Schools Commit to Student Privacy on Immigration S...

Schools Commit to Student Privacy on Immigration Status

Schools like University of Michigan and (my alma mater) Kalamazoo College have responded to the recent, heinous executive actions by releasing statements that affirm their refusal to release their students’ immigration status. It probably won’t be too long before we learn how committed they really are.

The two statements are commendable. They assure students that diverse, inclusive campuses are vital to the institution’s core values, reiterate support for DACA, and openly refuse to provide student records to government agencies unless required by law. But if the last four words of the preceding sentence leave you a little concerned, you’re not alone. Just because something is legal does not mean that it’s ethical, and if universities really are committed to protecting their students, they may have to choose between being on the right side of history and the right side of the law.

I could be fretting about nothing. I hope I’m fretting about nothing. And I think that the sentiments expressed in the statements are pretty genuine. But if it comes time to make a stand, who will make that decision? What will their priorities be? And, either way, how can they be held accountable?

Those weren’t just rhetorical questions, so if you have any thoughts about the meeting point of college bureaucracy and unjust laws, let us know in the comments.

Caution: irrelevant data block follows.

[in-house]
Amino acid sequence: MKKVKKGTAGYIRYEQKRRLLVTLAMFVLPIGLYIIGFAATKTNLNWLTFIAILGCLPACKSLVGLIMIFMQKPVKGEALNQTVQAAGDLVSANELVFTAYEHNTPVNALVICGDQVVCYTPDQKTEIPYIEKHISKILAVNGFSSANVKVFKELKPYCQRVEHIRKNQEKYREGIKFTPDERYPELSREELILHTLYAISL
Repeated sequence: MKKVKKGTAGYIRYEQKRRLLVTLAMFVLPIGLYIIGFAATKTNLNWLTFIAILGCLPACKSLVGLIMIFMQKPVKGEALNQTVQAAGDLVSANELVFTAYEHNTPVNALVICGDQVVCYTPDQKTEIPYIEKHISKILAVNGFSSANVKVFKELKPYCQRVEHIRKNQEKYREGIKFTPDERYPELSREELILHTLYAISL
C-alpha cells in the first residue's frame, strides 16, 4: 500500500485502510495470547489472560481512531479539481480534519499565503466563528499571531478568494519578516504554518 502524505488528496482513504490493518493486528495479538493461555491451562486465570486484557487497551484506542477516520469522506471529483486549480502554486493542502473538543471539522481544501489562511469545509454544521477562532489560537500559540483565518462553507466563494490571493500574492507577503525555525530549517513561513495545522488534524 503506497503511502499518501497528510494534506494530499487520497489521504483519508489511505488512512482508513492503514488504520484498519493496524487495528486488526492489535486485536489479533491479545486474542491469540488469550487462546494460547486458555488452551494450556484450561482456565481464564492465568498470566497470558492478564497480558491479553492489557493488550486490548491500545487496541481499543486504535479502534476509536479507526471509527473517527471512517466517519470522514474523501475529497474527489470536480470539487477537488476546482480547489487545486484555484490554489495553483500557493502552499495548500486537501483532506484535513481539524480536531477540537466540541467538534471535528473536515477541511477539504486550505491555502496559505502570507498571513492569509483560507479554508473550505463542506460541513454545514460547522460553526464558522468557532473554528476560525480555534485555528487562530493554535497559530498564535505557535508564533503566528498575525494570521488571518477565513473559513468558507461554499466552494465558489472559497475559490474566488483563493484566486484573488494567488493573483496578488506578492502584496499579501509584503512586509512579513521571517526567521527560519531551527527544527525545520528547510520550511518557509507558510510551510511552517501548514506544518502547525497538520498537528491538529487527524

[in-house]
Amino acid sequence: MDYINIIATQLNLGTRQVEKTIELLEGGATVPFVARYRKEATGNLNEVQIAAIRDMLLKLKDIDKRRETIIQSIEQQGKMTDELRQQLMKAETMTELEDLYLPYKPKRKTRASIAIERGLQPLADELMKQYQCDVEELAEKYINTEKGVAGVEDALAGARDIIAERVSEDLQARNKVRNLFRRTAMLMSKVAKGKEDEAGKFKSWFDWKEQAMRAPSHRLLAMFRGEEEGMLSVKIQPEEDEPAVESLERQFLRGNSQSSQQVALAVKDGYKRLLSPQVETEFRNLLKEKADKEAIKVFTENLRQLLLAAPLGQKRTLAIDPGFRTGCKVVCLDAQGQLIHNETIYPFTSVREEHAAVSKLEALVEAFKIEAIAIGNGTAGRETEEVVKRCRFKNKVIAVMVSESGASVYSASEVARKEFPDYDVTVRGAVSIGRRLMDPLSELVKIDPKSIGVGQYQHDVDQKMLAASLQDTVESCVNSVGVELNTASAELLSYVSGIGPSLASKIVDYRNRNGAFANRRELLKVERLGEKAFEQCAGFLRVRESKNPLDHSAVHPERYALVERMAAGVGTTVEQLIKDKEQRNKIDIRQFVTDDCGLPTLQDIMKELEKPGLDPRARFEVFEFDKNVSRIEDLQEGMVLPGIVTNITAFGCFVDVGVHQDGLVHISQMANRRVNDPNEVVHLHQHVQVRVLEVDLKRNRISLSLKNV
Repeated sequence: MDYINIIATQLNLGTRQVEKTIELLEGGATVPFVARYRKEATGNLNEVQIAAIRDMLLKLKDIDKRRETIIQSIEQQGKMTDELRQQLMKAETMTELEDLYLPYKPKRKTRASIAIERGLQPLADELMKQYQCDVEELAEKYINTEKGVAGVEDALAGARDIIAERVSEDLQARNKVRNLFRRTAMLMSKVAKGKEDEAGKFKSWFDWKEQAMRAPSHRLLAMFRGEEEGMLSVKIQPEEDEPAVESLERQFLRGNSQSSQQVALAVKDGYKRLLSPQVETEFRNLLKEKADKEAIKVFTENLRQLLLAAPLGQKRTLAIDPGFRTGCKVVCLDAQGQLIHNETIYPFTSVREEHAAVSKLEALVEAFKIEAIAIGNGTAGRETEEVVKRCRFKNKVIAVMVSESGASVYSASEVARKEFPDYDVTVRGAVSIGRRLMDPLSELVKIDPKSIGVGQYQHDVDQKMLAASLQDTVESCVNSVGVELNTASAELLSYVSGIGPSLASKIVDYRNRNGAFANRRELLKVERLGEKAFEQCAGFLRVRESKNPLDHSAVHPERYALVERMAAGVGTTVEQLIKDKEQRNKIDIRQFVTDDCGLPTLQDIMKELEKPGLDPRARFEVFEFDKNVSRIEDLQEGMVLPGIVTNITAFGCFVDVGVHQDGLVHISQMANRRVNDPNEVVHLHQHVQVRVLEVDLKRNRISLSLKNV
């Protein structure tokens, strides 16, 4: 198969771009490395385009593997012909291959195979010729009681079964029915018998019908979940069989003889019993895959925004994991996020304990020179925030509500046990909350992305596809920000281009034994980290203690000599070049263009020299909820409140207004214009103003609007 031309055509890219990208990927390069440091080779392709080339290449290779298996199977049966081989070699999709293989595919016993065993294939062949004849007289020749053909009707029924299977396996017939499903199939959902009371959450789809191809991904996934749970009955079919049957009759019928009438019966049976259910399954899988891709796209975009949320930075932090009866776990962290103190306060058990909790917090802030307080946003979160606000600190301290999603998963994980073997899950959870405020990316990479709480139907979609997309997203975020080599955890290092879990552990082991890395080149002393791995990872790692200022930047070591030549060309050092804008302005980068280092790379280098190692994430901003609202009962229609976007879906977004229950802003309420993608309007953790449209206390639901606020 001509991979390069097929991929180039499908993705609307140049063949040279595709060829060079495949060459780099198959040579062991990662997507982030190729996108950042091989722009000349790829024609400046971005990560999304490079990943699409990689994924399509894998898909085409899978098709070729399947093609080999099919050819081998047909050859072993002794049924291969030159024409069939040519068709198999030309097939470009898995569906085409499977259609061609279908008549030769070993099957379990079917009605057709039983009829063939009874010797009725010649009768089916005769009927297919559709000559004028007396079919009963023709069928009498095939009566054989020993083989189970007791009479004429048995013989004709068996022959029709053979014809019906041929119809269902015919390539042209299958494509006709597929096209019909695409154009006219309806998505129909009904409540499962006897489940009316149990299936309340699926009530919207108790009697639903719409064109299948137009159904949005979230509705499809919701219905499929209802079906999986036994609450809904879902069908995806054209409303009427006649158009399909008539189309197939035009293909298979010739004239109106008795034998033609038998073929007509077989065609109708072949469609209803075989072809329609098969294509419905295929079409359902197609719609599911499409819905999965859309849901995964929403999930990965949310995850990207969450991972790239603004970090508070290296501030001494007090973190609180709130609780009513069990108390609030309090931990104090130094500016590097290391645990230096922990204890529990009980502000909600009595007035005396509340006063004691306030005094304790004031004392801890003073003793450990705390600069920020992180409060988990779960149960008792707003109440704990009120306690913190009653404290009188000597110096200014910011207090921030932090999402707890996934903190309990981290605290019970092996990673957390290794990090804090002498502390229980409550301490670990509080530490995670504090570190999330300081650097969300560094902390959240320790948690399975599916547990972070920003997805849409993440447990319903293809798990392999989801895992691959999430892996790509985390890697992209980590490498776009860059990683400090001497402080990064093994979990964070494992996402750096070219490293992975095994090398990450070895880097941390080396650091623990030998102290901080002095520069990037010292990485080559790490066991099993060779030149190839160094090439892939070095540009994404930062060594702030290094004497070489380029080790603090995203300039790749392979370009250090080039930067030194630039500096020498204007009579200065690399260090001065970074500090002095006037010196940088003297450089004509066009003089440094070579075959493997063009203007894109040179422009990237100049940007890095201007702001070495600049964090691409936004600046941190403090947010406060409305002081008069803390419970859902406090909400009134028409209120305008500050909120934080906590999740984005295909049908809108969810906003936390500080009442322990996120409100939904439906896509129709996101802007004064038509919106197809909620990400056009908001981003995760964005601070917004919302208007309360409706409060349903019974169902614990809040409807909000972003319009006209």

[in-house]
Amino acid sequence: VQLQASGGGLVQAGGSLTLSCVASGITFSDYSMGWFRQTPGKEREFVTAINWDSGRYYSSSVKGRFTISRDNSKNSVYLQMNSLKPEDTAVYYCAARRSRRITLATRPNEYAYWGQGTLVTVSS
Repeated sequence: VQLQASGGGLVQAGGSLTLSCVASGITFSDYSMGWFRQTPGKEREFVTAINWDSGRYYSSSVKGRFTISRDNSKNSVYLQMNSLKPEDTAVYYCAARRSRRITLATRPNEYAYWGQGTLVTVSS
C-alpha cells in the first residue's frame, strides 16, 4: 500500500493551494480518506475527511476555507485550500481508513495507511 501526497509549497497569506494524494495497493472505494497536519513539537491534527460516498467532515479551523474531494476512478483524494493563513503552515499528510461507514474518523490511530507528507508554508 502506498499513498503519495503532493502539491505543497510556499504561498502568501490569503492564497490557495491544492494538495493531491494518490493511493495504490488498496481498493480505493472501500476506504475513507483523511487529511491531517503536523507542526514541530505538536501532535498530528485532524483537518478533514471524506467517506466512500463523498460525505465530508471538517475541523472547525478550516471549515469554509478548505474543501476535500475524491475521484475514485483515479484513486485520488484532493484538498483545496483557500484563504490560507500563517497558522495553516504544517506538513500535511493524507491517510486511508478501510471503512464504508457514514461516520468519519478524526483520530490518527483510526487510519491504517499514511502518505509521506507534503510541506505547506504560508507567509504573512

About Stewart Finnegan

In a perfect world, I'd be a professor who teaches poetry using episodes of mediocre sci-fi procedurals, but for now, I'm just a tutor who watches a lot of TV. I got my BA from Kalamazoo College in English with a focus on creative writing, and someday soon I'd like to go back to academia. Most of my formal teaching training was as a creative writing TA, but I've used those skills professionally more to tutor math and write data entry training materials. And though I'd like to focus my work on what I'm really passionate about (which is Netflix binges and outdated video games, mostly), it's the craft of teaching and writing that keeps me coming back. That's why I'm excited to be a part of High Faluter: I'm finding that academia doesn't just stay in academia. And if I can bring crappy midbrow entertainment into academia too, well, all the better. You can find me on Twitter: @StewartFinnegan